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October 29, 2010

James Wall, Captain Kangaroo’s “Mr. Baxter,” Dies at 92

In addition to his work as a performer, Wall worked for several decades as a stage manager for CBS in New York City.

James Wall, a stage manager and performer who played the role of Mr. Baxter on the children’s television series Captain Kangaroo, died October 27, 2010. He was 92.

According to news reports, Wall passed in his sleep after a short illness.

Wall, who had experience as a vaudeville performer, began working for Captain Kangaroo in 1962 as a stage manager. He eventually persuaded the show’s producers to create a role for him, and in 1968 he became its first black character.

When his recurring role on Captain Kangaroo ended in 1978, Wall remained at the CBS Broadcast Center in New York City as a stage manager until last year.

Productions he worked on included Face the Nation, 60 Minutes and NFL Today.

Two years ago he was recognized on the air for his 41st consecutive year as stage manager of the U.S. Open Tennis Championships.

Wall also worked on political conventions, presidential inaugurations, election coverage and the space launches of the 1960s. He often collaborated with iconic CBS News anchor Walter Cronkite.

Wall, who grew up in New York, left his Manhattan home and went to sea as 15. During Prohibition he delivered sugar for New York bootlegger stills and eventually he gravitated toward vaudeville, where he found work as a singer and dancer. His performing took him around the country and even the Broadway stage.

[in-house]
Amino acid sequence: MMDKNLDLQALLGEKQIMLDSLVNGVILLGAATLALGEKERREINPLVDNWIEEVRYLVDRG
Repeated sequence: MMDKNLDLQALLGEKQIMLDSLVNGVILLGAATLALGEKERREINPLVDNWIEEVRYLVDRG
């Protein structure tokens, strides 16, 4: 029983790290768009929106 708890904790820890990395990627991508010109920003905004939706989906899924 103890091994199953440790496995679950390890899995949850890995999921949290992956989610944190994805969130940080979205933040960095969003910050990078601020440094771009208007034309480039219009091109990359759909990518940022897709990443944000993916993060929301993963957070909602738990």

He served in the U.S. Army during World War II, after which he attended college on the G.I. Bill.

In the 1950s he continued to work as a performer as well as a stage manager – sometimes on the same production. He was the second black stage manager hired by CBS.

In 1994, the Directors Guild of America honored Wall with its Franklin J. Schaffner Achievement Award, named after the director of such films as Patton, Planet of the Apes and Nicholas and Alexandra.

On October 21, 1999, James Wall had the distinction of being interviewed by the Television Academy Foundation’s Archive of American Television. During the four-hour interview, conducted in New York City by Michael Rosen, Wall candidly discussed his experiences as an African-American actor and stage manager in early television.

He worked on entertainment programs, sports and news programs, including CBS News with Walter Cronkite. Wall also spoke of his work on Captain Kangaroo, first as stage manager, and later as Mr. Baxter, a teacher on the program.

The entire interview is available online here.

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